If you sell things on eBay or similar online marketplaces, here’s a scam that’s been around forever and won’t go away. Groups like the Better Business Bureau have been warning sellers about this scam, but there’s a constant flow of new sellers who apparently keep falling for the same old scam.
The Set Up
- You’ve just posted a big-ticket item (a car, computer or furniture) on eBay, Craigslist or another marketplace.
- The con artist, pretending to be an interested buyer, contacts you.
- They claim they want to buy the item right away and arranges to meet for the exchange.
- However, when the buyer arrives, the buyer doesn’t have cash.
- Instead, they claim they’ve sent you the money using PayPal.
- You check your email and, sure enough, you have what appears to be a message from PayPal confirming the transfer.
- The scammer may even claim that the transfer is “invisible,” and that’s why you can’t see it in your PayPal account.
There is no such thing as an “invisible” transfer. The scammer didn’t send any money and is just trying to take your item without paying.
Variations | The scammer “accidentally” overpays you for the item and requests you wire back the difference. By the time you figure out the PayPal transfer was a fake, the scammer is long gone.
Tip from the Better Business Bureau on how to avoid buyer scams
- Don’t accept checks or money orders | When selling to someone you don’t know, it is safer to accept cash or credit card payments.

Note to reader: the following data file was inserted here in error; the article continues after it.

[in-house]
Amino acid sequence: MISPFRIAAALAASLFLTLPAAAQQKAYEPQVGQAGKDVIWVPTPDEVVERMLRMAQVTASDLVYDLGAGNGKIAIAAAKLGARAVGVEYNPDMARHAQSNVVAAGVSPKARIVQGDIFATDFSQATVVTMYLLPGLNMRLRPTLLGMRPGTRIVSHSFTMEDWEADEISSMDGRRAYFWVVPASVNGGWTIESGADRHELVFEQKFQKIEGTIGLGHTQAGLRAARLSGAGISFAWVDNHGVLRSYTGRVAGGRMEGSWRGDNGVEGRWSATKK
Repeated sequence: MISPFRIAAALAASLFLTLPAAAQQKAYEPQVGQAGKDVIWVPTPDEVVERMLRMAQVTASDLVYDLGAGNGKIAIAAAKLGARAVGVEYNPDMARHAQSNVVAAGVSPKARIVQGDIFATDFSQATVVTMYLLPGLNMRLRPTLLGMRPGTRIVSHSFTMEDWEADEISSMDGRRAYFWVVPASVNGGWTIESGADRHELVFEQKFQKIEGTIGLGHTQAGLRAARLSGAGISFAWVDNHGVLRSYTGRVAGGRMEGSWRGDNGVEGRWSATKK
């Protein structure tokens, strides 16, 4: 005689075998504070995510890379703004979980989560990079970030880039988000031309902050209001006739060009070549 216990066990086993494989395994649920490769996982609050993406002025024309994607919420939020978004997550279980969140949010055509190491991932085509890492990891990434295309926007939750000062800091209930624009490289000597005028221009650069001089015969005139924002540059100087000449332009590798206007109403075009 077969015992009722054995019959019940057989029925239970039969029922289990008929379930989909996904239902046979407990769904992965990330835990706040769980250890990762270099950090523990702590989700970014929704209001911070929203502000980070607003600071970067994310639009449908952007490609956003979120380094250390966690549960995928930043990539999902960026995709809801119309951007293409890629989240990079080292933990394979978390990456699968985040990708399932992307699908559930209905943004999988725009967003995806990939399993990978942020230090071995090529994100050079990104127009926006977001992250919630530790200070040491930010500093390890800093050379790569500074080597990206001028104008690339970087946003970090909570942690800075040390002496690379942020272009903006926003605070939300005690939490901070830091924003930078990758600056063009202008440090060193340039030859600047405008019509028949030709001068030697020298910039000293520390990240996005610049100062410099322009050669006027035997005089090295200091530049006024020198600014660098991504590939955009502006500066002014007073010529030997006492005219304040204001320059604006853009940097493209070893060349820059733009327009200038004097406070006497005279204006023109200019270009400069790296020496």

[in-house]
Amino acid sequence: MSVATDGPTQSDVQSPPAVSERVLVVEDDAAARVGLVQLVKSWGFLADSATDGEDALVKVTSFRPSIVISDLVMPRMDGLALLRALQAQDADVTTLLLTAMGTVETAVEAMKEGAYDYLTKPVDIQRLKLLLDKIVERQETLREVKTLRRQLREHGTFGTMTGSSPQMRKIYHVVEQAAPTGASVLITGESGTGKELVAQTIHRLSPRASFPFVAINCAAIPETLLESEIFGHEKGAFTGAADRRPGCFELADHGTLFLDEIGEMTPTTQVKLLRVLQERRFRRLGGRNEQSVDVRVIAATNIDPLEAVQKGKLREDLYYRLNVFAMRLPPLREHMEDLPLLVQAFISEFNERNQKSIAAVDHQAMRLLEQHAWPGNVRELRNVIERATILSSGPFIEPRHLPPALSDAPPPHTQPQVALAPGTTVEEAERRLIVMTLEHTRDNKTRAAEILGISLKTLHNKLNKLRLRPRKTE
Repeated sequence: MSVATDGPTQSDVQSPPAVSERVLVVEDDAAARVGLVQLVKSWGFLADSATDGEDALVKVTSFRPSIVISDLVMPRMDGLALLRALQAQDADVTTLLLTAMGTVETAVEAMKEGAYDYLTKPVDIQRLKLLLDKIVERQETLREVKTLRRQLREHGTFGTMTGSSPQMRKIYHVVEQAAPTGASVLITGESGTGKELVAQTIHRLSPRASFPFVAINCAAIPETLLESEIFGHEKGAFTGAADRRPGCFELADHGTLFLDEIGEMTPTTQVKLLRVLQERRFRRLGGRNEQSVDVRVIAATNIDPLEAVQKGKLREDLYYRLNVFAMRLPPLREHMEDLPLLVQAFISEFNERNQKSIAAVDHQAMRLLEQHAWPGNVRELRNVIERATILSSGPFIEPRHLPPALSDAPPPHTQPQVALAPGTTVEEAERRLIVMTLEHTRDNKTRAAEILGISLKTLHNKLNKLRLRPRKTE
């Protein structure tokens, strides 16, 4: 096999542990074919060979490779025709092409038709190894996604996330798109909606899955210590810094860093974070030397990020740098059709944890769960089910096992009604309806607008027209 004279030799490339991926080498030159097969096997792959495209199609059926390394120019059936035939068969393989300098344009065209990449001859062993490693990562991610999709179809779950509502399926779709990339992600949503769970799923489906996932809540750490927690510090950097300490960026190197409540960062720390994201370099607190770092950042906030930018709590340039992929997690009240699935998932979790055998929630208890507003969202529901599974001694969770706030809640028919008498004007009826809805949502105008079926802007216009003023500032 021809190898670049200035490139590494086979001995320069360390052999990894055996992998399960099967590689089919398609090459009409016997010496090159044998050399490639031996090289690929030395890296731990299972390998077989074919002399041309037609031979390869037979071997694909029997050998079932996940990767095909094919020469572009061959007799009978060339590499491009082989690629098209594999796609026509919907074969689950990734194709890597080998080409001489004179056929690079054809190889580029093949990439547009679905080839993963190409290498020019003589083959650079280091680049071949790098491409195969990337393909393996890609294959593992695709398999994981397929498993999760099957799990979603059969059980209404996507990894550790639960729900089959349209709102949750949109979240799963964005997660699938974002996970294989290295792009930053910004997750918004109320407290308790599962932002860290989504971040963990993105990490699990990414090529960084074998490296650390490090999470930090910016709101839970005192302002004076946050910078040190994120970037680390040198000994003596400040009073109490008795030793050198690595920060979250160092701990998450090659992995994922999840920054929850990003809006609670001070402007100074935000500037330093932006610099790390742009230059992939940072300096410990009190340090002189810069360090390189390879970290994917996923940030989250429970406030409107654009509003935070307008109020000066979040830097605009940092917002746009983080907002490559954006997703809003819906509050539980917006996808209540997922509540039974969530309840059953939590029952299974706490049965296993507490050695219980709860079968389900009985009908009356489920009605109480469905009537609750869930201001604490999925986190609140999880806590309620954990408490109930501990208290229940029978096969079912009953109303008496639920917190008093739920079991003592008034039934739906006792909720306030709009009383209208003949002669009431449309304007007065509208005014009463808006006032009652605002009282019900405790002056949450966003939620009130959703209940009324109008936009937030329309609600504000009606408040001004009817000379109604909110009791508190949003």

- Do not accept overpayments | When selling on Craigslist, eBay or similar sites, don’t take payments for more than the sales price, no matter what convincing story the buyer tells you.
- Always confirm the buyer has paid before handing over the item | Don’t take the buyer’s word for it.
- Be wary of individuals claiming to be overseas | In many different types of scams, con artists claim to be living abroad to avoid in-person contact. Consider this a red flag.
- Meet sellers/potential buyers in person and in a safe place | Meet in a public area and never invite buyers/sellers into your home. Ask your local police department if they have a “safe lot” program. Even if they don’t, suggesting the parking lot or lobby of a police station as a meeting place might be enough to scare off a scammer.
More tips for avoiding buyer scams: Lifehack.com